We’ve heard a good share of “pay it forward” stories at coffee shops and elsewhere, where customers ask to pay for the next person’s order, sometimes leading to a chain of people willing to brighten up a stranger’s day. But one Pennsylvania Dunkin’ Donuts has probably seen more of these pay it forward acts than others: the manager says it happens every Friday, no matter what, like clockwork.
We’ve all had that moment: something you need is suddenly missing — a receipt, a paycheck, your kid’s birth certificate — and a horrible thought strikes you — “Did I throw it out?!?” A Georgia man had the weight of certain lifelong regret sitting on his shoulders when he realized he’d chucked two lottery tickets worth $10,000, thinking they weren’t winners.
It’s one thing to lose your phone on the street, in the back of a cab or anywhere on dry land where a good Samaritan might come by and decide to help find its owner. But after one guy watched his phone sink to the bottom of the Pacific Ocean back in March, he figured that thing was gone for good. Enter: scuba divers going for a swim who just happened to find his device in the waterproof bag it had sunk in.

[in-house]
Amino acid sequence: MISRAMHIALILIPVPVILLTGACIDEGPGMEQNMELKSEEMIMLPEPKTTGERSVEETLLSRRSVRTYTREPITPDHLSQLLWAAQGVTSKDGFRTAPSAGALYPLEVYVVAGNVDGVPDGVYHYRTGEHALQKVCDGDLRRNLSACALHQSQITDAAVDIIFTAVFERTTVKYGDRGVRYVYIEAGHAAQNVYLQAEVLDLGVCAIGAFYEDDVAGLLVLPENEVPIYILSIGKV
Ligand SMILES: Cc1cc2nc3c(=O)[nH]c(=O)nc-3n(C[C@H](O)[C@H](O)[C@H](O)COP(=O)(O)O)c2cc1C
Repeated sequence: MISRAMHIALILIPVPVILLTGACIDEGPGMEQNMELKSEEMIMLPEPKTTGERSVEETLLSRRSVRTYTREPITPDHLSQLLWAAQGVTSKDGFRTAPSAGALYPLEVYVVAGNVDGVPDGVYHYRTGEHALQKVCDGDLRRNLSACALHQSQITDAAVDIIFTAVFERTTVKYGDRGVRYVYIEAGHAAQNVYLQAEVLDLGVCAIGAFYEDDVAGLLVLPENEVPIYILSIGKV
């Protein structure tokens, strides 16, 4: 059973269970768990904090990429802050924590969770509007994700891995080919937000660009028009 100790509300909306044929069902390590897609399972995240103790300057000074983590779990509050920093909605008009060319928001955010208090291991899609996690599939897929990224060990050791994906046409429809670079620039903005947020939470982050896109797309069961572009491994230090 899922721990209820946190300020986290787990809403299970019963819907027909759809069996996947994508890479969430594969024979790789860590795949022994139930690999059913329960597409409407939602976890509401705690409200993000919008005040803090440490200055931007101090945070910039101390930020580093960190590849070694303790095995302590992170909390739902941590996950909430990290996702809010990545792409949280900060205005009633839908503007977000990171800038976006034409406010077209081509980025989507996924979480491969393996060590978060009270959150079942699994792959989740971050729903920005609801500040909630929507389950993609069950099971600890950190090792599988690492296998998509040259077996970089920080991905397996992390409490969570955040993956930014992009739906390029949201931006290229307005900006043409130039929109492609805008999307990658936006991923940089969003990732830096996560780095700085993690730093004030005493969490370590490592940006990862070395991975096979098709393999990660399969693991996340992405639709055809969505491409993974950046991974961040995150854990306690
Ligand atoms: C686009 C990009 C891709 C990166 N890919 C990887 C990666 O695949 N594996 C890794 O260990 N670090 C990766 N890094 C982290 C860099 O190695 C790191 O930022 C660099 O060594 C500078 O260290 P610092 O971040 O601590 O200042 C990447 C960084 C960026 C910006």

You know the feeling — you’ve only got a little time left on the parking meter but you’re stuck somewhere, forcing you to face either a parking ticket, or even worse, having your car towed. One woman who was unable to feed the meter after spending hours in the ER with her infant son reached out to her fellow mothers, and was rewarded with an outpouring of generosity from total strangers.
Bojangles’ Customer Who Returned $4,000 He Found In Bag Says His Good Deed Was Greeted With Disrespect
When you do a good deed, you probably don’t do it just because you’re anticipating a good reward. But at the very least, a pleasant “thank you” is surely something you could expect. But one Bojangles’ Famous Chicken ‘n Biscuits customer says not only was he not thanked for returning between $4,000 to $4,500 in cash he found in a bag that was supposed to contain his food, but was treated with downright disrespect by restaurant staff.
Having Your Laptop Picked Up By Someone Else At The Airport Is No Fun — Unless That Person Is An NFL Player